Engagement on health

Information on our occupational health programme's key events and a sample of the presentations.

One key way in which we promote our health programme is by arranging and delivering presentations at key events.

Railway Health & Wellbeing Conference 2016

The industry health conference on the 22 November 2016 brought people together from across the industry to promote how all parties can work together to provide effective health and wellbeing management within rail. It was acknowledged that health risk is referred to as the poor relation of health and safety, there is much to be done. This branch of healthcare is concerned with the relationship and interaction between health and work. But, good work is good for you! And, good health is also good business.

Promoting improvements to job design was very much a central theme of the conference. An effective occupational health programme protects workers against work- related health risks, ensures the fitness of workers to work safely and effectively and reduces absence due to work related and non-work related illness. Johnny Schute emphasised the need for employees to "buy in" to the health policies that are put in place for their benefit. Further, that good health cannot be delivered without appropriate terms and conditions of service – this means that there has to be linkage with HR. There is still scope for delivering a better balance of safety, health policies and wellbeing.  Effective leadership is key to delivery of the industry health strategy.

Occupational Health: It's everybody's business

Produced for the Railway Health & Wellbeing Conference,Johnny Schute, Johnny Schute, Deputy Director, Railway Safety Directorate, ORR and Network Rail CEO Mark Carne talk about the importance of occupational health, with input from Professor Dame Carol Black, FRCP FMedSCI, Principal of Newnham College, and Mark Wilde, London Underground.

Third annual trade union safety representatives conference - health and wellbeing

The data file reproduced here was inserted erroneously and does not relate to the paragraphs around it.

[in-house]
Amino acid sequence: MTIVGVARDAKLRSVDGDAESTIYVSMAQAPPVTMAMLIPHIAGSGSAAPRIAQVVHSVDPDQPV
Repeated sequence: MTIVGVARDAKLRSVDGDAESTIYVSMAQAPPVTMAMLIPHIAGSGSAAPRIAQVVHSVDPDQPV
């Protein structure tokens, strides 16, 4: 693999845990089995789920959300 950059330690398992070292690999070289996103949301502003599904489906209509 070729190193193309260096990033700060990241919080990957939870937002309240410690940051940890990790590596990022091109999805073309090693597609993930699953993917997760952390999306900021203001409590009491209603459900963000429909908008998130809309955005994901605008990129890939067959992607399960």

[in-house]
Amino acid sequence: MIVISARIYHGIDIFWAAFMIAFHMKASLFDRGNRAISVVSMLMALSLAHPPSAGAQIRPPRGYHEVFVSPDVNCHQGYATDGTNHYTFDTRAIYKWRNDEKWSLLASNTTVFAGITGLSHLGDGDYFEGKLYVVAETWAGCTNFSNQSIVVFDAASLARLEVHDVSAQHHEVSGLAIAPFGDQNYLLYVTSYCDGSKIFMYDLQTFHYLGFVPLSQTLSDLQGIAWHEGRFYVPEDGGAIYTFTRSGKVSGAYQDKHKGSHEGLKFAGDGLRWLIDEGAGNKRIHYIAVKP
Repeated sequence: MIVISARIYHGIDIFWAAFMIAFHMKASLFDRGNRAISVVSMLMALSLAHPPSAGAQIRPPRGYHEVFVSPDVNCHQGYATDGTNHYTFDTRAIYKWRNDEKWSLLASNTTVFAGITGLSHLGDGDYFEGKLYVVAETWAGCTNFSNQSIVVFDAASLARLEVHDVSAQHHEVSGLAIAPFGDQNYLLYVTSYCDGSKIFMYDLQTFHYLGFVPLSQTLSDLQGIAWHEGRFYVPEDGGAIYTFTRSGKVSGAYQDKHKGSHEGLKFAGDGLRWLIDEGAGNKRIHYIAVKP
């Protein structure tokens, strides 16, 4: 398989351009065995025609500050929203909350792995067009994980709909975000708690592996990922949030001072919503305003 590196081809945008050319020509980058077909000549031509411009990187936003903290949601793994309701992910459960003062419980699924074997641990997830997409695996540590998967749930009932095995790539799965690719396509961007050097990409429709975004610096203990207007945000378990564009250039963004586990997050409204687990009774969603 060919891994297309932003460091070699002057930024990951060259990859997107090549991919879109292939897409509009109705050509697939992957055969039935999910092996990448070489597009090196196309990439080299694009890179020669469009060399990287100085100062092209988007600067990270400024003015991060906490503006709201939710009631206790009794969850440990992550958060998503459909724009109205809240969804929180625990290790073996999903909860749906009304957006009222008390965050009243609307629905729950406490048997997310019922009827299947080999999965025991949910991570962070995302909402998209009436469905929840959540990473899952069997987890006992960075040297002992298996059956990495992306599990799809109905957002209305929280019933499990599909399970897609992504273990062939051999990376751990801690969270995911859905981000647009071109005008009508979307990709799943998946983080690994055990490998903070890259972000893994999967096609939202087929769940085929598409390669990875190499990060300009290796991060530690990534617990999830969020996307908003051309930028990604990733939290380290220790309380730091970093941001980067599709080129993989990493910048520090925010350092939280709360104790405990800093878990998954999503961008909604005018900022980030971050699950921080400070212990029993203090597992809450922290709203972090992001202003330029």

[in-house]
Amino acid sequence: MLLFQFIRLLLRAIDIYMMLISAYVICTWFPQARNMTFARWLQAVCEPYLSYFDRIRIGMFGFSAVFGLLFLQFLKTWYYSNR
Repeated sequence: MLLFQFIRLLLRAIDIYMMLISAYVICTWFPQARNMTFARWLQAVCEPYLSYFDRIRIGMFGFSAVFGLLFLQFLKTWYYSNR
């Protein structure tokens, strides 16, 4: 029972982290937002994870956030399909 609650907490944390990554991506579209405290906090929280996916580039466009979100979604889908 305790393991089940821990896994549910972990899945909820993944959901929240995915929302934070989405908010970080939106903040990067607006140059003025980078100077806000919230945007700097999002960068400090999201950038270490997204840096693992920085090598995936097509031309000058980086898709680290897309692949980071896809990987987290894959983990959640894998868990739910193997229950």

On 6 November 2013 ORR hosted its annual union safety representatives' conference in conjunction with RMT, ASLEF, TSSA, and UNITE. The conference theme was health and well-being. Around 120 delegates heard from RSSB on its Workforce Health and Well-Being project, including work to develop resources to help line managers and safety reps better understand and put into practice meaningful health risk assessments.

The presentations and workshop sessions prompted lively discussion on a range of topical health issues, including the role of occupational health providers, as well as managing risks from fatigue, stress, asbestos, silica in ballast dust, and suicide. A key theme throughout the day was the importance of safety reps being involved in, and working with company managers, to deliver improvements in health risk management for workers.

Occupational health - the financial case

ORR's event in November 2012 on 'Occupational Health – The Financial Case', focussed on the financial case and benefits from excellent management of occupational health. The presentations clearly showed the core messages of ORR's health programme pdf icon PDF, 707 Kb, that modestly funded health management, properly targeted, benefits both the individual and the business. A number of common themes emerged from the good practice case study presentations and discussion, including:

  • More visible leadership at senior level is key to the rail industry moving towards excellence in managing health;
  • Better and continuous employee engagement on health (building 'social capital' within the business), building trust with workforce, is critical to success;
  • A more proactive, preventive approach to health risk management is needed, with the focus on the whole organisation and the way work is done, as well as on individuals;
  • Where ill health happens, early intervention (including referrals to occupational health services) is important to  increase early return to work and lessen  business costs;
  • Scope for better use of health and wellbeing data, including sickness absence, data on  those who continue to work and the number of returns to work on restricted duties;
  • Understanding of the costs of ill health to business is needed to target health interventions and to estimate their effectiveness; and
  • Share what works – 'pinch with pride', and collaborate – 'participate with pride' to improve your reduction in costs.

Presentations from the event

Occupational health presentations